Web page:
Garry McCarthy: Born in the Bronx, N.Y., McCarthy was raised by his father, James, a New York City Detective, and his mother Marcella, a nurse. He has a wife and two daughters.
Currently the Chief of Police in Newark, McCarthy is credited with starting the CompStat program that dramatically lowered the homicide rate in New York City. CompStat holds police commanders responsible for crime increases at monthly board meetings.
McCarthy was a finalist for Chicago’s top cop in 2003, the year Daley chose Phil Cline. Back then, he impressed the police board with his knowledge of the city and his understanding of the CAPS program.
McCarthy began his police career with the New York City Police Department, rising through the ranks from a patrolman to Deputy Commissioner of Operations, the principal crime strategist for the entire department. In his seven years as Deputy Commissioner of Operations, New York City saw a decline in murders every year to 540 in 2005, McCarthy’s last year in New York. That number represents the lowest number in New York history since 1963.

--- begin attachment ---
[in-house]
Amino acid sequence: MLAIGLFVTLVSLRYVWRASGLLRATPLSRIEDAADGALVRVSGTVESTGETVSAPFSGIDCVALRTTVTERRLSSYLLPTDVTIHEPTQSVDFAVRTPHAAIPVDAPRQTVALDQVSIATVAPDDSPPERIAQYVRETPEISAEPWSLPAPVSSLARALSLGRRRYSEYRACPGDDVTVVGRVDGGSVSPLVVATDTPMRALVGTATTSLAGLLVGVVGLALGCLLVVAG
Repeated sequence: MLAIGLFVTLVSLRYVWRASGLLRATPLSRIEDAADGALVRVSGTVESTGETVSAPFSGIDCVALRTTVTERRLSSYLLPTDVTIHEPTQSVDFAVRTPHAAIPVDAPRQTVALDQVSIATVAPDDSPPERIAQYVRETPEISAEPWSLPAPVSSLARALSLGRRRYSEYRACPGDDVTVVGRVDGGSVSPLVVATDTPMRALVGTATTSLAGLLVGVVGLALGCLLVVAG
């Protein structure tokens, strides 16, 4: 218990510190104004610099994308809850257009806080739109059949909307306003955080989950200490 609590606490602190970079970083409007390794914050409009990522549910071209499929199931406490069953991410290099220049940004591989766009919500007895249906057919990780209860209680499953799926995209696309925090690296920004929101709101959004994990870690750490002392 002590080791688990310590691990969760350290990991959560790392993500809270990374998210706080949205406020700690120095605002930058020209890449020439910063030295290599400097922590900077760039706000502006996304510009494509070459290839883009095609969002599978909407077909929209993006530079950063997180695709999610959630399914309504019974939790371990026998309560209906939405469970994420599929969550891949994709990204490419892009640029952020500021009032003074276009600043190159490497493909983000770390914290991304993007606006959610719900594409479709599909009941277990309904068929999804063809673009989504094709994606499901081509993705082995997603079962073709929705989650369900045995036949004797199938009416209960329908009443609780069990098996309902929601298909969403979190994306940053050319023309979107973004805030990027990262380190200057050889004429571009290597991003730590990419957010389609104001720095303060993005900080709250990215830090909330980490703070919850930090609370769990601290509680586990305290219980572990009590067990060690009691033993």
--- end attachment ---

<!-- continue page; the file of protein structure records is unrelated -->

He was tapped as Newark Chief of Police in 2006. Since then, Newark’s murder rate has fallen by more than 30 percent. McCarthy was arrested and charged with disorderly conduct in 2005 after an altercation with some New Jersey police over a ticket they wrote for one of his daughters. McCarthy was convicted of making “unreasonable noise” and fined.
He beat out Chicago Police Chief of Patrol Eugene Williams and Debra Kirby, a deputy superintendent in the Chicago Police Department’s Bureau of Professional Standards, chosen by the Chicago Police Board, as well as mayor-elect Rahm Emanuel’s finalists, R. Gil Kerlikowske and Al Wysinger. Kerlikowske is the director of the White House office of National Drug Control Policy, and Wysinger is the Chicago Police Department’s deputy chief of detectives.